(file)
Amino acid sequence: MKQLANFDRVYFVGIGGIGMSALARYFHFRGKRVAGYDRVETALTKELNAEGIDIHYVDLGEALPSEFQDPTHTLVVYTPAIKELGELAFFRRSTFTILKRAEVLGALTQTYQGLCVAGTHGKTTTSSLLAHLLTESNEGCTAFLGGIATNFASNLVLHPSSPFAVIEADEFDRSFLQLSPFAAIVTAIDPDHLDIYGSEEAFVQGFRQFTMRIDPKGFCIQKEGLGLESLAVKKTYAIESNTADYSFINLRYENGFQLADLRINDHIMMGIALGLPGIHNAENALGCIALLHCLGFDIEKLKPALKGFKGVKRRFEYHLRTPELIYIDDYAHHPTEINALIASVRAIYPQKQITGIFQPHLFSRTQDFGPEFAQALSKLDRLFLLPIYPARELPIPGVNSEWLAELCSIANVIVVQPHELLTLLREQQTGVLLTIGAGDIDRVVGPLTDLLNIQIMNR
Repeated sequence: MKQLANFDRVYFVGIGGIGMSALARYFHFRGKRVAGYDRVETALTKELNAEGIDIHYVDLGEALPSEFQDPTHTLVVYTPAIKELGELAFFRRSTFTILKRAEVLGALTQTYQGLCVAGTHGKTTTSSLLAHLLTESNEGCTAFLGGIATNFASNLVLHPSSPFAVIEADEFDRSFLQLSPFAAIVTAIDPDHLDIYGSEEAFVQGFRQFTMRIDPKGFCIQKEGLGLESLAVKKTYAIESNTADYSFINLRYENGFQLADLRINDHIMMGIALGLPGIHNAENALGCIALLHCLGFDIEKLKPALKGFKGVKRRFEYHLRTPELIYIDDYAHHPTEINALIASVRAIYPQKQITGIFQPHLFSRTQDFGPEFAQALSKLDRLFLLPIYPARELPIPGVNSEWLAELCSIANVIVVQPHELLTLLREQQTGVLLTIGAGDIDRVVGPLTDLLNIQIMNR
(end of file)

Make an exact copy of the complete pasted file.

Amino acid sequence: MKQLANFDRVYFVGIGGIGMSALARYFHFRGKRVAGYDRVETALTKELNAEGIDIHYVDLGEALPSEFQDPTHTLVVYTPAIKELGELAFFRRSTFTILKRAEVLGALTQTYQGLCVAGTHGKTTTSSLLAHLLTESNEGCTAFLGGIATNFASNLVLHPSSPFAVIEADEFDRSFLQLSPFAAIVTAIDPDHLDIYGSEEAFVQGFRQFTMRIDPKGFCIQKEGLGLESLAVKKTYAIESNTADYSFINLRYENGFQLADLRINDHIMMGIALGLPGIHNAENALGCIALLHCLGFDIEKLKPALKGFKGVKRRFEYHLRTPELIYIDDYAHHPTEINALIASVRAIYPQKQITGIFQPHLFSRTQDFGPEFAQALSKLDRLFLLPIYPARELPIPGVNSEWLAELCSIANVIVVQPHELLTLLREQQTGVLLTIGAGDIDRVVGPLTDLLNIQIMNR
Repeated sequence: MKQLANFDRVYFVGIGGIGMSALARYFHFRGKRVAGYDRVETALTKELNAEGIDIHYVDLGEALPSEFQDPTHTLVVYTPAIKELGELAFFRRSTFTILKRAEVLGALTQTYQGLCVAGTHGKTTTSSLLAHLLTESNEGCTAFLGGIATNFASNLVLHPSSPFAVIEADEFDRSFLQLSPFAAIVTAIDPDHLDIYGSEEAFVQGFRQFTMRIDPKGFCIQKEGLGLESLAVKKTYAIESNTADYSFINLRYENGFQLADLRINDHIMMGIALGLPGIHNAENALGCIALLHCLGFDIEKLKPALKGFKGVKRRFEYHLRTPELIYIDDYAHHPTEINALIASVRAIYPQKQITGIFQPHLFSRTQDFGPEFAQALSKLDRLFLLPIYPARELPIPGVNSEWLAELCSIANVIVVQPHELLTLLREQQTGVLLTIGAGDIDRVVGPLTDLLNIQIMNR